Heirloom offers five different sauces. Regular readers know that I generally see a choice of more than two sauces (one hot, one mild) as a sign that the restaurant is trying to cover problems with the meat with layers of sauce. But that’s not the case here. The meat doesn’t need any sauce.
Moving from left to right, the Table Sauce was a mild sauce, too sweet for my taste. The Kitchen Sauce was , I presume, what they tossed with the pork, and it enhanced the flavor of the pork. They accurately characterize the Korean Sauce as “sweet heat.” Again, it was too sweet for sugar-averse me, but it will be a hit with most folks. The Hotlanta Sauce was hot, with a bit of mustard flavor. Pretty good. There’s also a Settler Sauce, which is a North Carolina-style vinegar sauce with, as is normal outside North Carolina, too much sugar and not enough vinegar. As you can see, I don’t like adding sweetness to pork.
I got there a few minutes after they opened (at 11:00 a.m.) and was the first to eat outside. Within seconds, a happy and excited guy came out with a good looking tri–tip sandwich and fried okra. He was followed shortly by a woman who had ordered brisket and a cucumber-radish salad with the same black sesame seeds that dotted my slaw. She was eager to talk about how good it was, but she didn’t offer me a taste. Then three equally enthusiastic guys came out, each of whom had ordered brisket. Here’s that redfish tinge again.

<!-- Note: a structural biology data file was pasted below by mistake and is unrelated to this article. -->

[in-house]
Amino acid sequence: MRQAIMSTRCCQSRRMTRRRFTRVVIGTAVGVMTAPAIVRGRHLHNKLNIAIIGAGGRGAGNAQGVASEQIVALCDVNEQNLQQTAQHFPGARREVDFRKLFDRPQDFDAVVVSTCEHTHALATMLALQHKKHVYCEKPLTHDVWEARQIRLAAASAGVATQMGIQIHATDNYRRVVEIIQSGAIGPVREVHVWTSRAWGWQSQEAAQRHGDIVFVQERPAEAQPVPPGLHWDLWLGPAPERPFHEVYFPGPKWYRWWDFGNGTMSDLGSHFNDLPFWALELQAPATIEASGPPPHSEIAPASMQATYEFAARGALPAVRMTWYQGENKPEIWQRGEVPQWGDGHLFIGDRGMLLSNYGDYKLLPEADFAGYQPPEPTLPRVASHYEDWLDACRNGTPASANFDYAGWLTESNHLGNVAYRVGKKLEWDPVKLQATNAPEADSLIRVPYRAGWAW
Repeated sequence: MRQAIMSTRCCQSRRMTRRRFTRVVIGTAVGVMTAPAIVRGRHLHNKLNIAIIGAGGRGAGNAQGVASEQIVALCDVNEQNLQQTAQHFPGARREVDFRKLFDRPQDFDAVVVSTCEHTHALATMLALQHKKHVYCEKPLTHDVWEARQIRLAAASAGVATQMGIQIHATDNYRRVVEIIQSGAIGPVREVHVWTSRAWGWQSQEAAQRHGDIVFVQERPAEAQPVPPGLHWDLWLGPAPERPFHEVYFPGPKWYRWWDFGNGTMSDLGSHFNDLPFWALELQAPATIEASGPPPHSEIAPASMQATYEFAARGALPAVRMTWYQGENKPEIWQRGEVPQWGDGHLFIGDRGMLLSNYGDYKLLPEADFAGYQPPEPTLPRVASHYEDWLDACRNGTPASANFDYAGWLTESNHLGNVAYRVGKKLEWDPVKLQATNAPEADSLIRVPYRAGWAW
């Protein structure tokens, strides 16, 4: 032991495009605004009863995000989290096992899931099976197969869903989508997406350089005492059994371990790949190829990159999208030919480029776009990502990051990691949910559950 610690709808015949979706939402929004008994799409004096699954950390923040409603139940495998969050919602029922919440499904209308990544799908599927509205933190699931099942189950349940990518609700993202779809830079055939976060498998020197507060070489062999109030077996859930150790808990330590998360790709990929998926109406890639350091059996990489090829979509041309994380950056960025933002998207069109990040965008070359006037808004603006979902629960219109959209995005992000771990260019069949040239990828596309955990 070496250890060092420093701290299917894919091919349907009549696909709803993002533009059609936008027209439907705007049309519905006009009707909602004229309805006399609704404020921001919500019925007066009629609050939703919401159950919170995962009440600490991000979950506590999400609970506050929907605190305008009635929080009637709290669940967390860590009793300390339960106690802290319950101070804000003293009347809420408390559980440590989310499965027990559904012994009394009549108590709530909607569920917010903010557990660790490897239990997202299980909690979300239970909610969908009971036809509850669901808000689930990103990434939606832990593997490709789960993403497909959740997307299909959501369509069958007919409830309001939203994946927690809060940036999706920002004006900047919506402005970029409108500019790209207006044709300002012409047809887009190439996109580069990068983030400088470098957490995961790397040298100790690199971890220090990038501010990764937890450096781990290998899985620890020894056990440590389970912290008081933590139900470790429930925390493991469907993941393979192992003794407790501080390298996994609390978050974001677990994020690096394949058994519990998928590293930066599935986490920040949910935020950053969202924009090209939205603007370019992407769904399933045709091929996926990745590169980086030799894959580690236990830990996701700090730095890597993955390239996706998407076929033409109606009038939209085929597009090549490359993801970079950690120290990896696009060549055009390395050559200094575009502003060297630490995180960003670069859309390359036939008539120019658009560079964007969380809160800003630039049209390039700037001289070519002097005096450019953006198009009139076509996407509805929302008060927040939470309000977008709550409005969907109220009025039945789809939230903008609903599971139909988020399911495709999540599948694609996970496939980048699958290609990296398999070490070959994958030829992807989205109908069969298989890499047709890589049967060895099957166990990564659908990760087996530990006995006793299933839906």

They confirmed what I could see, that the brisket was not at all dried out. They all swore that it was really, really good, but none of them offered me a taste.
Since no one was sharing food and I had a couple of minutes to spare, I asked about the cooking equipment. I was led to two large metal boxes.
The red one is used for pork, and they use the separate black smoker for brisket. That’s very good. A lot of second-rate places cook everything in the same smoker, which just doesn’t work at all. Different meats cook at different temperatures and for different periods of time.
I had a chance to talk briefly with Cody Taylor.
I was going to go into detail about his cooking process, but when he said that he had been approached about opening a place in Washington, I got all excited. I gave him a concise description of the DC barbecue scene (stinks on ice), and begged him to open a place here.
I really hope he does. If he hires a serious pit chef, he’ll shut down every barbecue place north the Carolina line. And he’ll save me a fortune in air fares.
I hurried back to my car — you don’t want to leave your car in the sun for long in the summer down South — and headed to the airport, fantasizing about being able to get good barbecue within 100 miles of DC. Maybe someday.
Go to Atlanta. Eat at Heirloom Market. You don’t need to thank me afterwards. It’s enough for me to know that I added some joy to your life.